If it weren’t for iconic figures like Lucille Ball and Henry Fonda, fans may have never gotten to see “The Brady Bunch” at all.
While the surge in sitcoms helped more enter the entertainment world, Ball and Fonda played a specific role. It was actually their 1968 movie called “Yours, Mine and Ours” from 1968 that eventually helped “The Brady Bunch” get the green light after years of rejection from networks.
According to IMDb, an episode of “The Brady Bunch” called “Amateur Nite” features Alice turning on the TV and seeing the kids of the family on the screen. She shouts to Mike and Carol to come to take a look. Carol asks, “What kids Alice?”
Alice excitedly screeches, “Yours! Mine! Ours!” This is a reference to the name of the family comedy from Ball and Fonda.
So, how did a film help get “The Brady Bunch” their spotlight?
Background of ‘Yours, Mine and Ours’
The film “Yours, Mine, and Ours” is about a widower who has 10 children of his own. Then he falls for another widow with eight kids of her own. Suddenly, the two must navigate the massive family after getting married. It’s based on a true story.
They buy a big house, learn to make an absurd amount of school lunches, and navigate constant stresses and changes in the family. This includes an unexpected addition to the family as well as one member going to war.
The movie is really the 1960s version of “Cheaper by the Dozen.” That family, however, all comes from the two main parents. There was also a 2005 remake of the 1968 movie starring Dennis Quaid.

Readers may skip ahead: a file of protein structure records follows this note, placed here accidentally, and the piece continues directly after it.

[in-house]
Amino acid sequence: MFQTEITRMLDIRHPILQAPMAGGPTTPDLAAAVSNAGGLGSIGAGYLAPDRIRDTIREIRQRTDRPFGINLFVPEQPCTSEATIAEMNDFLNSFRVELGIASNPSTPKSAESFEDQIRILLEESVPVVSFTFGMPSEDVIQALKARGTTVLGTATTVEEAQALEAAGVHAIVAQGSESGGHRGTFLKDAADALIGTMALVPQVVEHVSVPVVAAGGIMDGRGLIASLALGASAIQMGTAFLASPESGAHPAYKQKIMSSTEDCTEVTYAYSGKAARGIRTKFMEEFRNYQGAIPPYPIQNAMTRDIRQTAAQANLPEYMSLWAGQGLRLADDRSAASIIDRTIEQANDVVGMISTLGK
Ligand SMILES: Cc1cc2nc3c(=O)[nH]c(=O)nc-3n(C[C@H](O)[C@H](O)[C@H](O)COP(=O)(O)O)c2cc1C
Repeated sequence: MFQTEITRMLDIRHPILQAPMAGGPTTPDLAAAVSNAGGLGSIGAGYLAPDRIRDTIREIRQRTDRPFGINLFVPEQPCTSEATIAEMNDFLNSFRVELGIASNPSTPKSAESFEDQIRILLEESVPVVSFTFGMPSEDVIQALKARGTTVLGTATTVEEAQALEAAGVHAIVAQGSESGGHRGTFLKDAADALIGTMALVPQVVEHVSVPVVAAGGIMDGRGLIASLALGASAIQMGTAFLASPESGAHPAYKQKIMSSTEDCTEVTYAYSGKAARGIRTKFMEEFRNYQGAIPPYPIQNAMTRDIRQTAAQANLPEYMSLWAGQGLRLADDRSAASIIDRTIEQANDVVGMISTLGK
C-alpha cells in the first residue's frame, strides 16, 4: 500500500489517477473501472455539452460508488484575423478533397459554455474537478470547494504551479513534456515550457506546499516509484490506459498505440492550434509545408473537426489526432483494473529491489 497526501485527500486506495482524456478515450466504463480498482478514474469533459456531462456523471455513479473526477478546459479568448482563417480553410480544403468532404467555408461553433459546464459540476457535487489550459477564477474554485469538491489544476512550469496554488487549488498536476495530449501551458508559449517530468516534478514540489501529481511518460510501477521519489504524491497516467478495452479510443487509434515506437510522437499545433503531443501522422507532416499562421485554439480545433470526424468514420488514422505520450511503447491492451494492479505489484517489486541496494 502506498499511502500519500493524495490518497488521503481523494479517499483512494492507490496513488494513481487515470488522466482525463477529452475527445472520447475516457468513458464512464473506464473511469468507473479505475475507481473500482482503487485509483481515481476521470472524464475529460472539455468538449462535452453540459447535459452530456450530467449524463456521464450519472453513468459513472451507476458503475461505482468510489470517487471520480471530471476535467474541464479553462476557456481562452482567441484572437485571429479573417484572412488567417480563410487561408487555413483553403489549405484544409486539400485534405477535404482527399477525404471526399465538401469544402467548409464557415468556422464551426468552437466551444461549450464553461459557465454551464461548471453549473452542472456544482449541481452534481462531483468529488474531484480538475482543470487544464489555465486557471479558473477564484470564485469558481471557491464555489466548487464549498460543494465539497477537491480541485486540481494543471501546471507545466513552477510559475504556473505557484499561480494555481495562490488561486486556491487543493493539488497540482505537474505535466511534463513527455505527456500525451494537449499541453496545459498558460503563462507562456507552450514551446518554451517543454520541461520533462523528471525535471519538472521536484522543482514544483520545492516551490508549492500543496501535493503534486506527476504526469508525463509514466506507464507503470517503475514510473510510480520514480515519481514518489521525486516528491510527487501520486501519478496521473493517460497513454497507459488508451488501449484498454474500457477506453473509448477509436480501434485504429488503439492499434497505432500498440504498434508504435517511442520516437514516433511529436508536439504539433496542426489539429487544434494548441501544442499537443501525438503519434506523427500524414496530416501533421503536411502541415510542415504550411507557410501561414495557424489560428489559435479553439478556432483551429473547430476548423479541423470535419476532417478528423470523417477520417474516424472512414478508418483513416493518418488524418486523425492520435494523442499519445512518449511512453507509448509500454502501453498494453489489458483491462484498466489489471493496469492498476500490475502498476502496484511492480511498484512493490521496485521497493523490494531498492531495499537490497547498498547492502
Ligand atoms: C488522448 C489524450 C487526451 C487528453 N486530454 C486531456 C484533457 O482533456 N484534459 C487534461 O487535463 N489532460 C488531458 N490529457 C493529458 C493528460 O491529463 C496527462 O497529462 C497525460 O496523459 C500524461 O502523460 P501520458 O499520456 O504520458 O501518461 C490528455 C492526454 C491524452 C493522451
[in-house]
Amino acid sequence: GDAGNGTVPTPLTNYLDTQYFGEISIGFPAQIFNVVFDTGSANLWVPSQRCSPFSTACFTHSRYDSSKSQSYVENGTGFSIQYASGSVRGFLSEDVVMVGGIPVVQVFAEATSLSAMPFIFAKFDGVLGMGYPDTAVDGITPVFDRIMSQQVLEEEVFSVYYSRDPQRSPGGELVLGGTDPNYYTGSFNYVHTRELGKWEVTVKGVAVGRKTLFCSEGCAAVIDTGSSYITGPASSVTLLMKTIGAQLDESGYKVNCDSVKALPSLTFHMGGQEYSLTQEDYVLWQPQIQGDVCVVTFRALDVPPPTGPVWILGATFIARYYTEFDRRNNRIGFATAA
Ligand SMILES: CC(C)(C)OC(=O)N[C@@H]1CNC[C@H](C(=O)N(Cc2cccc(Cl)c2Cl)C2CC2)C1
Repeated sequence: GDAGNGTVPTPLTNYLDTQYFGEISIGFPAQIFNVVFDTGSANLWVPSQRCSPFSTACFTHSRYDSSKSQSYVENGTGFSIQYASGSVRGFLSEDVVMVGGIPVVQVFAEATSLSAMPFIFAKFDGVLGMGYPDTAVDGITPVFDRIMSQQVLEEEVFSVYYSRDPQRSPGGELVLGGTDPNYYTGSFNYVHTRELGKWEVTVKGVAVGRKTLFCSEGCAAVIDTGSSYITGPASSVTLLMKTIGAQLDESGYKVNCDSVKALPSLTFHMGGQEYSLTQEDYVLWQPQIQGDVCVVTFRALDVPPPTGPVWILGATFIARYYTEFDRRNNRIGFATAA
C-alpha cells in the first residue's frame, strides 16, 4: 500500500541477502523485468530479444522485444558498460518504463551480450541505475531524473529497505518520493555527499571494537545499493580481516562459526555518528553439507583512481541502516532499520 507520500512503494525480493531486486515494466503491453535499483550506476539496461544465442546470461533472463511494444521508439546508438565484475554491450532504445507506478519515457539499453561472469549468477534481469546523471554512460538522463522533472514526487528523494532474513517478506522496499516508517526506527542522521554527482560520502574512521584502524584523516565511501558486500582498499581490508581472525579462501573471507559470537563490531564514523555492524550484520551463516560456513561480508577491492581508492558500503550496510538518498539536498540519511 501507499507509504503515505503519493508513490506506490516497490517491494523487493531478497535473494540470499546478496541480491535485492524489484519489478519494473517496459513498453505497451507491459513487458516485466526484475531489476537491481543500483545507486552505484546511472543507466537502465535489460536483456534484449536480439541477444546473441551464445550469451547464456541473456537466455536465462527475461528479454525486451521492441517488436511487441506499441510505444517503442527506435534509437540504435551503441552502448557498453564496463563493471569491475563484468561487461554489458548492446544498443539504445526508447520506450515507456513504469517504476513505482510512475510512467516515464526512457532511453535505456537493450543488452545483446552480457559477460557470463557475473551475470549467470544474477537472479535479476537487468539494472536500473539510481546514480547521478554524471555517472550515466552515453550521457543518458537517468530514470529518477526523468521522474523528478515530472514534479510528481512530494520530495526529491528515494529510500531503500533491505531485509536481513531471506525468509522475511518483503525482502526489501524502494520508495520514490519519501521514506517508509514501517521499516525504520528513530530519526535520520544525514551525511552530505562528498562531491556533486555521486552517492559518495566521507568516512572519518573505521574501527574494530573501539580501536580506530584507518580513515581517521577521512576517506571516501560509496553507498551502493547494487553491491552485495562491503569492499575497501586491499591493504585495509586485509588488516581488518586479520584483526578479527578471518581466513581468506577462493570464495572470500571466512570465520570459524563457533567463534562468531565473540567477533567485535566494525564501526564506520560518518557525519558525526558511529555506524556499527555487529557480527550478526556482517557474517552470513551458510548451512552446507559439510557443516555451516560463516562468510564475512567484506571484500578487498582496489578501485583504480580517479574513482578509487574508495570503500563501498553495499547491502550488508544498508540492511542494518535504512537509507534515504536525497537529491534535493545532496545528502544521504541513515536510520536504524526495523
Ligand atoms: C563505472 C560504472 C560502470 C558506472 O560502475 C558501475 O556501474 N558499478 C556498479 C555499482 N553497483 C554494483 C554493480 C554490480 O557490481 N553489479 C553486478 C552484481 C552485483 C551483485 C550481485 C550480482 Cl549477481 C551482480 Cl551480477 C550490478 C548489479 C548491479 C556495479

“Yours, Mine, and Ours” tackles the concept of a blended family and how to adapt. It introduced and more readily made the concept more widespread in the entertainment world.
How is ‘The Brady Bunch’ Connected?
“The Brady Bunch” also follows a similar plot. A man and a woman get married and end up with an eight-person blended family. It was considered groundbreaking when it first was on. This is part of the reason the network shut it down so many times.
At the time, most shows followed a healthy and married family. However, times were changing and divorce and other factors changed what a family looked like.
According to History. com, the show creator, Sherwood Schwartz, read at the time that 30% of marriages involve children from other marriages. He wanted to create a show that would represent two families being brought together.
Two years after he pitched the idea for his show, “Yours, Mine, and Ours” came out and was widely loved by the public. Instead of rejecting the idea for being too similar, ABC instead loved the idea for its similiarities.
Although “Yours, Mine, and Ours” helped launch “The Brady Bunch,” it wasn’t all pleasant. In fact, the film’s producers tried to sue Schwartz after the premiere of the show. He responded “Just be happy I didn’t sue you,” since the movie had a similar name to his original pilot name, “Yours and Mine.”
Regardless, “The Brady Bunch” and “Yours, Mine, and Ours” would help showcase a gradually more modern and realistic family.